October 10, 2001 | News Releases on Department of Homeland Security

Eliminating Wasteful Programs Could Help Fund Anti-Terrorism, Analyst Says

WASHINGTON, Oct. 10, 2001-Congress could free more than $2 billion for the war on terrorism by eliminating Justice Department programs that are ineffective or more appropriately funded by state and local governments, a new Heritage Foundation paper says.

At present, says David Muhlhausen, a policy analyst in Heritage's Center for Data Analysis (CDA), Justice is requesting $4 billion for the Office of Justice Programs and Office of Community Oriented Policing Services (COPS) -- eight times the amount it has requested for anti-terrorism activities.

"This despite the fact that every study that's been done of COPS can show no link between it and reduced rates of violent crime," he says. "What makes it worse is that it comes at a time when every dime is needed for homeland defense."

According to studies conducted by CDA, COPS grants for hiring officers and purchasing technology -- which has cost more than $8 billion to date -- have had no statistically measurable effect on crime. The CDA study reviewed crime statistics from 742 counties that received COPS grants.

Though the Clinton administration had promised the program would fund 100,000 new police officers, the research shows that only about 57,000 have been hired. "Even the Department of Justice has had to admit that simply putting officers on the street with no plan for how to deploy them has proven ineffective," Muhlhausen says.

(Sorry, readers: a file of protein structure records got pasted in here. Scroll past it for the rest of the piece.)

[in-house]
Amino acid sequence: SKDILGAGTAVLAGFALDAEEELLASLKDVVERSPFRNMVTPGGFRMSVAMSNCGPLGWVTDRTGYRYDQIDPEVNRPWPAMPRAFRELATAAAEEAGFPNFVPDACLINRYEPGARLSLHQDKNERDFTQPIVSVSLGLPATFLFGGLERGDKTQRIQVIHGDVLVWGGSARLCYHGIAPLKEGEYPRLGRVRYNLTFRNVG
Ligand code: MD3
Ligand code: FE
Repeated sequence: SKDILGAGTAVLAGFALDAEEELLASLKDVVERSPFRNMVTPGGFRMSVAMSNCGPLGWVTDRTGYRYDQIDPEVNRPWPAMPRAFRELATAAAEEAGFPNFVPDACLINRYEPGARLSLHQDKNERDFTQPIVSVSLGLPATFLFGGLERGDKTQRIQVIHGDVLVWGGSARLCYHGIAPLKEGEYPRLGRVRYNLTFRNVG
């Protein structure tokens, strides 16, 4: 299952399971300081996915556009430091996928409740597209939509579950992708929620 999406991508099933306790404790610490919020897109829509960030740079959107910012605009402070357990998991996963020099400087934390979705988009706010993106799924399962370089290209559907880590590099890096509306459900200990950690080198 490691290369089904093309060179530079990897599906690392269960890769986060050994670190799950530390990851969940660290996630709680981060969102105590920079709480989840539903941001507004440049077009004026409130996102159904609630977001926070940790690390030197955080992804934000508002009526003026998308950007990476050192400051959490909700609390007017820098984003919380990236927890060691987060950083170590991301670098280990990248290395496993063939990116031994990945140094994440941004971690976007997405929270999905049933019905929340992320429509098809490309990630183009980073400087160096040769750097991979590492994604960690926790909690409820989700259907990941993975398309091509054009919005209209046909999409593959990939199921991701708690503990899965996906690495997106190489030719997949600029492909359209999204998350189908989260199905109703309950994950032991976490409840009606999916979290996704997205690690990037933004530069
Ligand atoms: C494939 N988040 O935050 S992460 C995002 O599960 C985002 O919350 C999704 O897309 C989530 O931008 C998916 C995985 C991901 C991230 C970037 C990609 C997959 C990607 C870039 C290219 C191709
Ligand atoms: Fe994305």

"It would be better, especially during this national crisis, if Congress took immediate steps to redirect all or a substantial portion of the $1 billion it has appropriated for COPS in fiscal year 2002, which began Oct. 1, to the Justice Department's counter-terrorism efforts," he says.

Congress also plans to spend some $2 billion on other programs aimed at assisting local law enforcement and crime prevention efforts. "Recipients of these grants should be required to demonstrate their effectiveness in reducing crime," Muhlhausen says. "If they can't, let local and state governments fund them if they desire, and free up this money for anti-terrorism.

"Even in the best of times, any program that spends taxpayers' money should be measured vigorously for effectiveness. But now more than ever, the nation can't afford to waste valuable resources on misplaced priorities and ineffective programs."

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